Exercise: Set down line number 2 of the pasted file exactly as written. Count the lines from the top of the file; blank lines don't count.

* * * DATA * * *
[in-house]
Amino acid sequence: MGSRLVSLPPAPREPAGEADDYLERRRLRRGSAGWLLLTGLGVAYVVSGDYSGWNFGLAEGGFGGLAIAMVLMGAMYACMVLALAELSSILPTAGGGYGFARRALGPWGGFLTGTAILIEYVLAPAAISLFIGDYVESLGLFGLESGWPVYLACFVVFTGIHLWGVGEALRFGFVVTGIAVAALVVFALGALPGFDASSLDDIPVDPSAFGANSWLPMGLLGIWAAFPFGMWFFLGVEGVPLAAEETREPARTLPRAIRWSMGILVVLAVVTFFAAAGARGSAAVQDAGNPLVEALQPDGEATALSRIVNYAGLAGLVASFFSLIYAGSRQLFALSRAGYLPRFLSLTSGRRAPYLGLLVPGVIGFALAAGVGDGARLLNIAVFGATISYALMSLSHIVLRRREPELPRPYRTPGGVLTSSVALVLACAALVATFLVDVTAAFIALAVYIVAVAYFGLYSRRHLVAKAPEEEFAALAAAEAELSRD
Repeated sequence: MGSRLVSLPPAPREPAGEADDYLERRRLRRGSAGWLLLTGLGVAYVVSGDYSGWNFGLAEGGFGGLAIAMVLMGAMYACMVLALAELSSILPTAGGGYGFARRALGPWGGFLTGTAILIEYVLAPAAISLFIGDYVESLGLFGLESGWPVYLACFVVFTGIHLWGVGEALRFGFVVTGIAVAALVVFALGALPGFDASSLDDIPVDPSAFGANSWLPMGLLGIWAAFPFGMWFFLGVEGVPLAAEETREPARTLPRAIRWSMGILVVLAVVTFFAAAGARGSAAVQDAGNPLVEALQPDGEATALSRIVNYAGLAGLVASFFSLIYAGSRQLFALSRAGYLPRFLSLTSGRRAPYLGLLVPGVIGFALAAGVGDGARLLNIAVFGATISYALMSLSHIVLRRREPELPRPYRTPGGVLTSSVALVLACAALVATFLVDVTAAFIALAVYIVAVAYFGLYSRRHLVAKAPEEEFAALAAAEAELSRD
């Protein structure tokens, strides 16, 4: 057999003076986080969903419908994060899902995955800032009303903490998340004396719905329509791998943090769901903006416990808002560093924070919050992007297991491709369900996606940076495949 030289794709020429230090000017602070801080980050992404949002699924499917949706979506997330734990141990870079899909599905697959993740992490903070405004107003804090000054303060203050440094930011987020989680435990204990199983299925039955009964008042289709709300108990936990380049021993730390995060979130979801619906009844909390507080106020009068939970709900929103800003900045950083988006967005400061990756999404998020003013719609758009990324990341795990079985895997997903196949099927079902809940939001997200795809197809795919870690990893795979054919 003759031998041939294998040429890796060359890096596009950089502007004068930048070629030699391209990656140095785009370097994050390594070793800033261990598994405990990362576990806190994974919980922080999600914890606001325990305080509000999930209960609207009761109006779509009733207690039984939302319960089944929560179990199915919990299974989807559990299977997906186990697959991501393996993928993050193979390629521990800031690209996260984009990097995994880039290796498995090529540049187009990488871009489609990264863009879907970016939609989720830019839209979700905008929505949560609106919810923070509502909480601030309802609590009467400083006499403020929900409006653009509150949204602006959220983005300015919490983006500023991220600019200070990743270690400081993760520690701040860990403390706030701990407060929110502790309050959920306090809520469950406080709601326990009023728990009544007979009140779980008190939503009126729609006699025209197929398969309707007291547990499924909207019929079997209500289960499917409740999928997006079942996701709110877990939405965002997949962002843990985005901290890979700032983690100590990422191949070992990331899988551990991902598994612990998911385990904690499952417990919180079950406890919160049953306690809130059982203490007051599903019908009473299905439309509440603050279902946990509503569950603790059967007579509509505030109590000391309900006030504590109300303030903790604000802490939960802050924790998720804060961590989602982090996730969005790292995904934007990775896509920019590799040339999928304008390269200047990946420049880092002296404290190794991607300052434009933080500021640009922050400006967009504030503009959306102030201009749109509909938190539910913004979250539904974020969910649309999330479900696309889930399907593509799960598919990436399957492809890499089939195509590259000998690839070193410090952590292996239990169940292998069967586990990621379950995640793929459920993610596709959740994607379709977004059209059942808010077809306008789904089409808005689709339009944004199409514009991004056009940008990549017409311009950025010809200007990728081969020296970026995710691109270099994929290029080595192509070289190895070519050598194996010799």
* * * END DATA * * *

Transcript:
Amino acid sequence: MGSRLVSLPPAPREPAGEADDYLERRRLRRGSAGWLLLTGLGVAYVVSGDYSGWNFGLAEGGFGGLAIAMVLMGAMYACMVLALAELSSILPTAGGGYGFARRALGPWGGFLTGTAILIEYVLAPAAISLFIGDYVESLGLFGLESGWPVYLACFVVFTGIHLWGVGEALRFGFVVTGIAVAALVVFALGALPGFDASSLDDIPVDPSAFGANSWLPMGLLGIWAAFPFGMWFFLGVEGVPLAAEETREPARTLPRAIRWSMGILVVLAVVTFFAAAGARGSAAVQDAGNPLVEALQPDGEATALSRIVNYAGLAGLVASFFSLIYAGSRQLFALSRAGYLPRFLSLTSGRRAPYLGLLVPGVIGFALAAGVGDGARLLNIAVFGATISYALMSLSHIVLRRREPELPRPYRTPGGVLTSSVALVLACAALVATFLVDVTAAFIALAVYIVAVAYFGLYSRRHLVAKAPEEEFAALAAAEAELSRD